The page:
I came across this paraphrase of these verses this morning, and it felt so appropriate to include it here. When Jesus came to us with skin on–Emmanuel, God with us–He ushered in the new. He came as the answer, the fulfillment to the old covenant and the King of this new way that we’ll hear Him speak of over and over and over again–the way of the kingdom. His kingdom.

This week’s passage took us into the middle of the first chapter of Mark:

After John was put in prison, Jesus went into Galilee, proclaiming the good news of God. “The time has come,”he said. “The kingdom of God has come near. Repent and believe the good news!” (Mark 1:14-15, NIV)

Before we launch into these two rich verses, I want to touch on the first thirteen verses of this book. The very first words of the book of Mark, according to the NIV, read like this: “The beginning of the good news about Jesus the Messiah, the Son of God…” I want to note here–because we’ll come back to it later–that “good news” in this verse as well as in verse 14 above is translated from the Greek word “euaggelion”. This is the same word that is translated “gospel” at least 67 throughout what we call our new testament. Hang onto that and we’ll come back…

Mark 1: 2-8 chronicles the work of John the baptizer, the one who some thought was the Messiah, but who was actually the forerunner–the one who prepared the way for Jesus. Verses 9-11 record Jesus’ baptism by John, and verses 12 & 13 tell us of Jesus’ 40 days in the desert. Our series begins after that, as Jesus launches His ministry with bold, authoritative words. I included the NIV translation of these verses above; here is how J.B. Phillips says it:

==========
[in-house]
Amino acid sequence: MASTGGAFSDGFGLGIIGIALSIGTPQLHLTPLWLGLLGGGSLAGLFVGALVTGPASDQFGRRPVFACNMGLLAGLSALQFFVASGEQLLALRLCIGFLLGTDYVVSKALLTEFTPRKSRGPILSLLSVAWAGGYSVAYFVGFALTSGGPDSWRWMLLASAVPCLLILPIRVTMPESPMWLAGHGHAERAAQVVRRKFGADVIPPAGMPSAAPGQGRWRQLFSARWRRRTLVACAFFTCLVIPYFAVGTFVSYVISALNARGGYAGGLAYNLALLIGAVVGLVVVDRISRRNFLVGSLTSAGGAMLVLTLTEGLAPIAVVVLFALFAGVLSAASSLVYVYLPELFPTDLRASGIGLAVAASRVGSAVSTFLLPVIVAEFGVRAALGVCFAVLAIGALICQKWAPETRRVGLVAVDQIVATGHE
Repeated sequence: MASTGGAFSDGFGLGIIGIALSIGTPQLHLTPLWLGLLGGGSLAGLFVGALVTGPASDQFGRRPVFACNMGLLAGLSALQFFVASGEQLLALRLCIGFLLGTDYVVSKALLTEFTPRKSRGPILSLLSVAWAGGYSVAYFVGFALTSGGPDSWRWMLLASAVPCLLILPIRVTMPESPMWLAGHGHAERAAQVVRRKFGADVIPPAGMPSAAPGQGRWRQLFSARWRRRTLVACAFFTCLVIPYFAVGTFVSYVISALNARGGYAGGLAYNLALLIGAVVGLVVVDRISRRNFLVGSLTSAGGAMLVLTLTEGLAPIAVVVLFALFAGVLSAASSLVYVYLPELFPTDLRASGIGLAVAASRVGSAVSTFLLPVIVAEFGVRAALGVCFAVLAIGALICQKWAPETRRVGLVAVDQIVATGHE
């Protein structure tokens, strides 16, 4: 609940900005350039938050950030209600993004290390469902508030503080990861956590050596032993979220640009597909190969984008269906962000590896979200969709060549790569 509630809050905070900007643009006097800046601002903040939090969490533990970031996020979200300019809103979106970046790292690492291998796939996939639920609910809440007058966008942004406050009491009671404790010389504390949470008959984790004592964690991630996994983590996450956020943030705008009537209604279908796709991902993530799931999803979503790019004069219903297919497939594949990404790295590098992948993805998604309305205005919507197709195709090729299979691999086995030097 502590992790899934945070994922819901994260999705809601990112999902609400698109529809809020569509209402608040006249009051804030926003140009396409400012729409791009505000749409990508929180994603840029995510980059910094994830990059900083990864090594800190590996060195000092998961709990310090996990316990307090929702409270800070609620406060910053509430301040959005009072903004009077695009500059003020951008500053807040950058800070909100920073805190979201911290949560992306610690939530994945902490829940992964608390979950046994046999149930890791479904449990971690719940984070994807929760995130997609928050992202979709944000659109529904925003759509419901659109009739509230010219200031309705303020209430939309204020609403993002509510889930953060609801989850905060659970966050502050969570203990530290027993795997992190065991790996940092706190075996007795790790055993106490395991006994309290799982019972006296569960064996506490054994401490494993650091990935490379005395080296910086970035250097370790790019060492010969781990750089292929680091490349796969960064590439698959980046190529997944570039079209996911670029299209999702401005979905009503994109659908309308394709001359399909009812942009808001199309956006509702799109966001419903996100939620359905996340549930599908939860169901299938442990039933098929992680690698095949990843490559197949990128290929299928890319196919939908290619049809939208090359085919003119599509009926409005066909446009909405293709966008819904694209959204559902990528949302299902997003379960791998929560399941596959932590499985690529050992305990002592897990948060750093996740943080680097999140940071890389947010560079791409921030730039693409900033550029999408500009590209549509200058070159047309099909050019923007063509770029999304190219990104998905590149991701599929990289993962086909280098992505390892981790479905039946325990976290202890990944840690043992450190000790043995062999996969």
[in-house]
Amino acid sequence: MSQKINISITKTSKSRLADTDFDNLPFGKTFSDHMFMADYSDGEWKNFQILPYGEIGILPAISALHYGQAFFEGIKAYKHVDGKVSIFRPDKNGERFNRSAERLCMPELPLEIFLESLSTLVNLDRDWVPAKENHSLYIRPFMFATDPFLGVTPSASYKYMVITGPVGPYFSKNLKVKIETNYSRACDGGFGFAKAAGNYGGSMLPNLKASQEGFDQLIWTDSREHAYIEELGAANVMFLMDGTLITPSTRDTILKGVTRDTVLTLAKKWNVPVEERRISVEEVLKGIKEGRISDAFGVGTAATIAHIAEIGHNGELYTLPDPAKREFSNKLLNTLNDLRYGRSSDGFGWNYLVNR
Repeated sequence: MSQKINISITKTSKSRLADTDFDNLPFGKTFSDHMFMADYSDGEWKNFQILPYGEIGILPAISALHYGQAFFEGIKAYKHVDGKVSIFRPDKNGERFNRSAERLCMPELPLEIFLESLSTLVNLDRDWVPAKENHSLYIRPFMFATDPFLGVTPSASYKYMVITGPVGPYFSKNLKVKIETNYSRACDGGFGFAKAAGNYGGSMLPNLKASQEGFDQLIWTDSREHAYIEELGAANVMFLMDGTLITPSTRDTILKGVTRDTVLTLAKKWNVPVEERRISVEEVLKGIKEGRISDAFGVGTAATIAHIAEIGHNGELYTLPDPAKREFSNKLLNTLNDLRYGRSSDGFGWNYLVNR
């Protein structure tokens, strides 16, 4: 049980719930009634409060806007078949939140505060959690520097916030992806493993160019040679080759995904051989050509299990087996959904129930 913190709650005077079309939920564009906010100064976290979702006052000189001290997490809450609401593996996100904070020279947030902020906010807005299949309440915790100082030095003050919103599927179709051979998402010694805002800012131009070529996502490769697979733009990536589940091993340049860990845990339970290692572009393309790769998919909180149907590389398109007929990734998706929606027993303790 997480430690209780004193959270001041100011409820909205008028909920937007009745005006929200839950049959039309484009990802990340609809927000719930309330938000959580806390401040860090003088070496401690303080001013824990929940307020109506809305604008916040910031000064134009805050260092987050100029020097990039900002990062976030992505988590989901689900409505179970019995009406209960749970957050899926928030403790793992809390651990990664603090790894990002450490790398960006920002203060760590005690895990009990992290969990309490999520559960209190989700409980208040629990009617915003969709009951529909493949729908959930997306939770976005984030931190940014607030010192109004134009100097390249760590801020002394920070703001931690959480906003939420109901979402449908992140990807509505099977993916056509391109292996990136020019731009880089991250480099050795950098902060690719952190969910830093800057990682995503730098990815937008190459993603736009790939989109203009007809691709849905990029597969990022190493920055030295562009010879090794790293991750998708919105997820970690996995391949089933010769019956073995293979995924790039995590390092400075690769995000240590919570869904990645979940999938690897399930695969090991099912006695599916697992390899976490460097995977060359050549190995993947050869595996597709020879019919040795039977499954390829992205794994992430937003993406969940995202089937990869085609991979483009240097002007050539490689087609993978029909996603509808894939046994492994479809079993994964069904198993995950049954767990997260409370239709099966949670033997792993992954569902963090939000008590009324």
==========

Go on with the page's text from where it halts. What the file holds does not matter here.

It was after John’s arrest that Jesus came into Galilee, proclaiming the Gospel of God, saying, “The time has come at last—the kingdom of God has arrived. You must change your hearts and minds and believe the good news.” (J.B. Phillips)

Jesus came proclaiming the “gospel”, the “good news”. The good news of what? Himself. Look back at Mark 1:1. Mark wrote “…the beginning of the good news about Jesus the Messiah…” The good news was about Jesus.  What was it? Simply, He is here. Now. Messiah, God with us. The answer. The prophecy fulfilled. The King who had finally come to change everything and bring His kingdom to bear here, among us.

The “Gospel” was never meant to be a “sinner’s prayer”, a ticket to heaven or even, solely, our salvation. The Gospel, the good news, is: Jesus, the image of invisible God, God in the flesh came to us. He so loved us, valued us, desired relationship with us, that He came down into our grimy, broken existence to change everything. He, himself, IS salvation. To know Him is to experience salvation. But it doesn’t stop there–and that is what Pastor John brought to us on Sunday. Jesus absolutely saves us–no question about that. My life has been saved because I encountered this One who pursued me in my brokenness and won my heart with His extravagant love. But He does more than save us. He transforms us–from the inside out.